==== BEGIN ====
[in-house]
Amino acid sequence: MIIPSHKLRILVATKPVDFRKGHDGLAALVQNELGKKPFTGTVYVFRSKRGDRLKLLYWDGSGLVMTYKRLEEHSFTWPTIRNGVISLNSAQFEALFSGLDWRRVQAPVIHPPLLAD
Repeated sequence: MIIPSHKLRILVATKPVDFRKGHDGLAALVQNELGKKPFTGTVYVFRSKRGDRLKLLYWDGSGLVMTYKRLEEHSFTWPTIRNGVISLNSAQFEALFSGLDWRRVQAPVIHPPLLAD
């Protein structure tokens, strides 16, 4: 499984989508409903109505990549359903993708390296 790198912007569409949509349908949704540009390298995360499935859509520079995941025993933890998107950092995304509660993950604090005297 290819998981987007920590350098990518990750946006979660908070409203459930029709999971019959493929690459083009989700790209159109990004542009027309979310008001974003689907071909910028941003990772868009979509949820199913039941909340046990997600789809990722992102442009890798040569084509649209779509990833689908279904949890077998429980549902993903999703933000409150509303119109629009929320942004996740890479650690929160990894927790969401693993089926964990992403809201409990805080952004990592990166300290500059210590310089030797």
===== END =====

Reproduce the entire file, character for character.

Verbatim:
[in-house]
Amino acid sequence: MIIPSHKLRILVATKPVDFRKGHDGLAALVQNELGKKPFTGTVYVFRSKRGDRLKLLYWDGSGLVMTYKRLEEHSFTWPTIRNGVISLNSAQFEALFSGLDWRRVQAPVIHPPLLAD
Repeated sequence: MIIPSHKLRILVATKPVDFRKGHDGLAALVQNELGKKPFTGTVYVFRSKRGDRLKLLYWDGSGLVMTYKRLEEHSFTWPTIRNGVISLNSAQFEALFSGLDWRRVQAPVIHPPLLAD
């Protein structure tokens, strides 16, 4: 499984989508409903109505990549359903993708390296 790198912007569409949509349908949704540009390298995360499935859509520079995941025993933890998107950092995304509660993950604090005297 290819998981987007920590350098990518990750946006979660908070409203459930029709999971019959493929690459083009989700790209159109990004542009027309979310008001974003689907071909910028941003990772868009979509949820199913039941909340046990997600789809990722992102442009890798040569084509649209779509990833689908279904949890077998429980549902993903999703933000409150509303119109629009929320942004996740890479650690929160990894927790969401693993089926964990992403809201409990805080952004990592990166300290500059210590310089030797």